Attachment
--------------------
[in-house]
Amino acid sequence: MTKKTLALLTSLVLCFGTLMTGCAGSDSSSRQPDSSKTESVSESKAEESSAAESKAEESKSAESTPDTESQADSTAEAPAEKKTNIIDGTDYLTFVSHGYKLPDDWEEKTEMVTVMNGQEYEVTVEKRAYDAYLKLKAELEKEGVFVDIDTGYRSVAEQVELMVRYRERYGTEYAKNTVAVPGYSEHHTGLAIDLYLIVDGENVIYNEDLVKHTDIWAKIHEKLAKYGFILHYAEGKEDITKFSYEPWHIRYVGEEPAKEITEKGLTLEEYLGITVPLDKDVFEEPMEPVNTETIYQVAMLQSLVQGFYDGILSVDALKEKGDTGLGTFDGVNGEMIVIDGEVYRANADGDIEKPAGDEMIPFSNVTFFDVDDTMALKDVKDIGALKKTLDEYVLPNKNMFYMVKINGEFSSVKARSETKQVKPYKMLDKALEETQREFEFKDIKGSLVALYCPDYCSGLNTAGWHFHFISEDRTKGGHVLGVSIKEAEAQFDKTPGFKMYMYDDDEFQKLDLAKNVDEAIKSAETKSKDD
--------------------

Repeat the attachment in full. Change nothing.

[in-house]
Amino acid sequence: MTKKTLALLTSLVLCFGTLMTGCAGSDSSSRQPDSSKTESVSESKAEESSAAESKAEESKSAESTPDTESQADSTAEAPAEKKTNIIDGTDYLTFVSHGYKLPDDWEEKTEMVTVMNGQEYEVTVEKRAYDAYLKLKAELEKEGVFVDIDTGYRSVAEQVELMVRYRERYGTEYAKNTVAVPGYSEHHTGLAIDLYLIVDGENVIYNEDLVKHTDIWAKIHEKLAKYGFILHYAEGKEDITKFSYEPWHIRYVGEEPAKEITEKGLTLEEYLGITVPLDKDVFEEPMEPVNTETIYQVAMLQSLVQGFYDGILSVDALKEKGDTGLGTFDGVNGEMIVIDGEVYRANADGDIEKPAGDEMIPFSNVTFFDVDDTMALKDVKDIGALKKTLDEYVLPNKNMFYMVKINGEFSSVKARSETKQVKPYKMLDKALEETQREFEFKDIKGSLVALYCPDYCSGLNTAGWHFHFISEDRTKGGHVLGVSIKEAEAQFDKTPGFKMYMYDDDEFQKLDLAKNVDEAIKSAETKSKDD